I have noted similar experiences. Although being convinced of the ‘out’ position, I have attended meetings with a local MEP expecting there to be some arguments for me to have to address either there or elsewhere. It was one of the most trivial events I can recall, completely devoid of any substance whatsoever. The content of this meeting would not get past the first houses in which doors were knocked. There was nothing of any importance or substance for me to challenge. The attendees were just a few blind loyalists doing as they were told and who did not really know why they there.

    I also attended a CLP debate. Both sides of the arguments were presented by a supporter of “In” side following apologies for not having had time to prepare a case. The binding vote was quickly taken with great satisfaction to the ‘old style’ Labour front desk. I have marshalled a considerable case against and see no worthy opponents from Labour have discounted them from being anything of a local challenge.

    My problem is of a different order how do I conduct a local campaign against colleagues with whom I have shared local election work (at election time) as I am confident that I shall be personally more effective than the whole of the rest of my local party. More tricky still for me, is how do I conduct my activities with members of Momentum who may be concerned about letting down the 84 year projected McDonnell vision of borderless utopia.

    1. David Pavett says:

      How to conduct a campaign on the EU opposing the views of colleagues with whom one shares election work?

      The best way, in my view, is by producing reasoned papers, possibly in support of clear motions in such a way that those of a different view feel they have had every opportunity to argue their corner. My experience is that when this is done with a total absence of name-calling and as objectively as possible the climate of adult discussion that results brings people together even when they don’t agree. People then come to recognise that people who have not reached the same conclusions as them are nevertheless worthy people trying to think the issues through with the information and arguments available to them.

      I have no idea what the ” 84 year projected McDonnell vision of borderless utopia” is about. Clearly something I have missed.

  2. Danny Nicol says:

    It would be good if websites like this one could help provide some of the debate which is lacking but when I (twice) sent a post entitled “Implausibility of a Social Europe” for publication here recently, I never heard back.

    1. J.P. Craig-Weston says:

      That would probably reflect many other people’s experiences as well, (assuming that it was simply just bigoted right or left wing lunacy,) the contributors to Left Future largely consist of a, “closed shop,” of bored academics, paid local government and union, “activists,” and aspiring journalists; with but a few honorable exception such as David Parvatt and a couple of others, who genuinely seek debate and to inform rather that just to entertain, (Phil Burton-Cartledge for example.)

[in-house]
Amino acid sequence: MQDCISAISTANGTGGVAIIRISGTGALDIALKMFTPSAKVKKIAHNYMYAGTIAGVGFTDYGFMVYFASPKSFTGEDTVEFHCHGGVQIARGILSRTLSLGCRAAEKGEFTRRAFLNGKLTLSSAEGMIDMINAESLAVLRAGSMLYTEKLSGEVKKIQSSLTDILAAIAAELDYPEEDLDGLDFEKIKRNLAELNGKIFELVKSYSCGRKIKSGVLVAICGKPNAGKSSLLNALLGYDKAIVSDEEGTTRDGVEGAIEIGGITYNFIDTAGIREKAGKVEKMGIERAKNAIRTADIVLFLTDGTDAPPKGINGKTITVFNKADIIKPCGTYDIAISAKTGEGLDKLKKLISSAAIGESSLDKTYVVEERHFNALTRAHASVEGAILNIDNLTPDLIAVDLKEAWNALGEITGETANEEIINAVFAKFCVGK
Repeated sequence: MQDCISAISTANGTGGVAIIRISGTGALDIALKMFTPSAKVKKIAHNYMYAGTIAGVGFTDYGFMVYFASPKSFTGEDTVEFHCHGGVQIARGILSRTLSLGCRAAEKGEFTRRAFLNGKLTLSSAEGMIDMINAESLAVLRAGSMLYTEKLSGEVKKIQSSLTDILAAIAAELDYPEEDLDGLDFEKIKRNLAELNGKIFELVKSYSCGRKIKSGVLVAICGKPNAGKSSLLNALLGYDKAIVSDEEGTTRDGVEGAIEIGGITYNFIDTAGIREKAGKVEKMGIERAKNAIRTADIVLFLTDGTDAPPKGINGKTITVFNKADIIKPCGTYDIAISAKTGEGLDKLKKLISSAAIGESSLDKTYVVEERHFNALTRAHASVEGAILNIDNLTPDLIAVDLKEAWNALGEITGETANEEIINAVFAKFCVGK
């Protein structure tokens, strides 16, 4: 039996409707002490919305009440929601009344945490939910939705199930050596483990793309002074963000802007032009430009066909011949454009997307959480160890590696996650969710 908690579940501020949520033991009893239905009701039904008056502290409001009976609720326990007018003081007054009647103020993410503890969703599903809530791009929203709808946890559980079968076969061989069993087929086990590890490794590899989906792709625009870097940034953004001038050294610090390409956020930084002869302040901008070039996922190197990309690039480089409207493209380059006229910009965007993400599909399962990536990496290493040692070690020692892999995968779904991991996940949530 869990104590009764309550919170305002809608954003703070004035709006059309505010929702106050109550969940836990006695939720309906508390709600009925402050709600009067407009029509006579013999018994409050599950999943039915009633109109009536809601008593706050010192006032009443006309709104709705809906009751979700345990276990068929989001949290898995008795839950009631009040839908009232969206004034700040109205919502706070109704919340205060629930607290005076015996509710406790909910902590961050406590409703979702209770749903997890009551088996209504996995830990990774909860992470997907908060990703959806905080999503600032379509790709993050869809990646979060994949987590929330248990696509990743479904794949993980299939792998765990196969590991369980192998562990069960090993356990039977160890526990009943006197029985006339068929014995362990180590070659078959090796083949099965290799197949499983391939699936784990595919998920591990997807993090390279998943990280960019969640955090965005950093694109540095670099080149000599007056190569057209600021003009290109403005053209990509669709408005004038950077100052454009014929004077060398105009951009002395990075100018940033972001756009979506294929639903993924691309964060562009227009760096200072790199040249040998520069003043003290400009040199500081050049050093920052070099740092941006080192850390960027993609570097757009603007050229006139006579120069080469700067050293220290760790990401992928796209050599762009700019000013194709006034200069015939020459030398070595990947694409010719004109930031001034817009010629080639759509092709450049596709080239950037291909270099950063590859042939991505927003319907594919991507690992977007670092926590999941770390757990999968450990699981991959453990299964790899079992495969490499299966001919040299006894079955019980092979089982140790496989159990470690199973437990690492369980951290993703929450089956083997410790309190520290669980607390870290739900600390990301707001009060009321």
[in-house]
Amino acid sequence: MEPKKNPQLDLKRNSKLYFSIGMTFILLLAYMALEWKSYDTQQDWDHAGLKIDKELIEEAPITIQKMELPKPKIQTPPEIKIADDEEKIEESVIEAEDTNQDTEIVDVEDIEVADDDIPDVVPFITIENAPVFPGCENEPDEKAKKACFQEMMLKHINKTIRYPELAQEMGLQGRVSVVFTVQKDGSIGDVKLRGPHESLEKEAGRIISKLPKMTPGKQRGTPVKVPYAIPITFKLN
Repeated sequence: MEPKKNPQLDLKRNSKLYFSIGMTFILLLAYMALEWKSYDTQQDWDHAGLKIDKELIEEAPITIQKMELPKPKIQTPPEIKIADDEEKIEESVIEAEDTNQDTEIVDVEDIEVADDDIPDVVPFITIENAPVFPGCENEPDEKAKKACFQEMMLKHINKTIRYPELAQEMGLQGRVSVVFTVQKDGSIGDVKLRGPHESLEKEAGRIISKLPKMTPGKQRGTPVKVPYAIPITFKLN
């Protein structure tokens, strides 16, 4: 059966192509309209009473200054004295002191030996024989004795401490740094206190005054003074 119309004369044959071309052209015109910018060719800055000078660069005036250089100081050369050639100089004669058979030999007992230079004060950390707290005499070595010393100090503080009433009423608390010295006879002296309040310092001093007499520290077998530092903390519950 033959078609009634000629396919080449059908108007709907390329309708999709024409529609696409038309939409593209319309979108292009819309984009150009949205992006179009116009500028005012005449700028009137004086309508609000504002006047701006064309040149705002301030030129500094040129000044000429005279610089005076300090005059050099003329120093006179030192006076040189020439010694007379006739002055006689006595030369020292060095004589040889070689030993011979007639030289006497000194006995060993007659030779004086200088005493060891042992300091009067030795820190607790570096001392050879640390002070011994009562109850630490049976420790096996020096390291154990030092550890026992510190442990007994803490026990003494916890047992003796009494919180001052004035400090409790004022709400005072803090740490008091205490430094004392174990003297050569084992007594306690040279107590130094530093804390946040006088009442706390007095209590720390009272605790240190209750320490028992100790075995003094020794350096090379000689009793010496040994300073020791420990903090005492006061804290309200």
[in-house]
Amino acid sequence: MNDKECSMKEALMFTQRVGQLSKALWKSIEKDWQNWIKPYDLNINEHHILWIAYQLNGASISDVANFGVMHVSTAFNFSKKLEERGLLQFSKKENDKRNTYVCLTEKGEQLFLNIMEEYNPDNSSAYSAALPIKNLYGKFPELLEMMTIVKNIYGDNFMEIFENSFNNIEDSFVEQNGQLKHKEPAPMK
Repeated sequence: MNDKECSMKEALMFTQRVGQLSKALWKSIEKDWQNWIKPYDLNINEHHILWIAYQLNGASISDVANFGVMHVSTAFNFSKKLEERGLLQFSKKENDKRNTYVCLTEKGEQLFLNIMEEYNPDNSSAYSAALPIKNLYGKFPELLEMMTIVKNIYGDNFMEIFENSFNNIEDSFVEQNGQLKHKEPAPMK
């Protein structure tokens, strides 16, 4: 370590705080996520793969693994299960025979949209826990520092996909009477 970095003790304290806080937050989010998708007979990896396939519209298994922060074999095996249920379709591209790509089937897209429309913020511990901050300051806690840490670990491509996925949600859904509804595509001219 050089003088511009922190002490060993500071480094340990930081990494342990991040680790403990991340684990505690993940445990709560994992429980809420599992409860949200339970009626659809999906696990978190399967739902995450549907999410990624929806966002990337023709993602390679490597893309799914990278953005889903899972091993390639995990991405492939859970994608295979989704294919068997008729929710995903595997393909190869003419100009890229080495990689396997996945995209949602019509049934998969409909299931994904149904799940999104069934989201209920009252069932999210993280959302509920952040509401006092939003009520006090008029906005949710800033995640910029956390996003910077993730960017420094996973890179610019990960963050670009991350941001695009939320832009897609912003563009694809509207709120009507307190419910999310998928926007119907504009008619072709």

I for one would welcome a more diverse and less predictable or trivial contributions; perhaps even some that might occasionally offend or challenge; because as it stands, Left Futures is nothing of the kind, it’s as tired, safe, contrived and as sanitized as the modern labor party bereft of principle, tradition and ideology, consisting as it does now mostly of trivia or endless sterile nitpicking debate about fantasy economic policy.

      The idea that any of this might be of any real interest to anyone outside the shrinking charmed circle of, “professional,” labor is mildly fantastic.

      More and different would be more than welcome.

      1. J.P. Craig-Weston says:

        (assuming that it was NOT simply just bigoted right or left wing lunacy,)

    2. David Pavett says:

      Some of us try to contribute to a real debates on the left. I too have sometimes been frustrated by lack of response from Left Futures to materials offered. I have found that persistent pestering gets results. I always say that I do not assume that my pieces will be published but if they are not then I would like to know why. With a bit of nudging I have always been given such explanations some of which I was able to agree with and some which I found less convincing.

      1. J.P. Craig-Weston says:

        To be honest I doubt that my grammar would really support a full article, even submitting comment can sometimes be a bit onerous for me and others, (but is also good practice for me,) particularly when my passion outstrips my meager typing skill.

        The only piece that I’ve ever submitted for publication here was short and completely genuine eulogy, (“eulogy,” is probably a bit pretentious, but you get the idea,) to our much missed local MP, the late Micheal Meacher; expressing only my affection, admiration and our appreciation for all his hard work and for his support for his constituents over many years, than no one could possibly have taken umbrage at.

        Why it wasn’t published still baffles me completely ?

  3. J.P. Craig-Weston says:

    I respond as, (perhaps equally reluctantly,) as a somewhat reluctant opponent of our membership of the EU, despite my younger self’s enthusiasm for it.

    To my mind and to many other people’s minds also the EU has become a political monster, (almost a Leviathan ?) and is not so much a true political federation as an increasingly arbitrary, uncountable and out of control bureaucracy, far more sensitive to the will of various sponsors, partners and often predatory commercial interests than it is to the views and interests of individual nations and voters.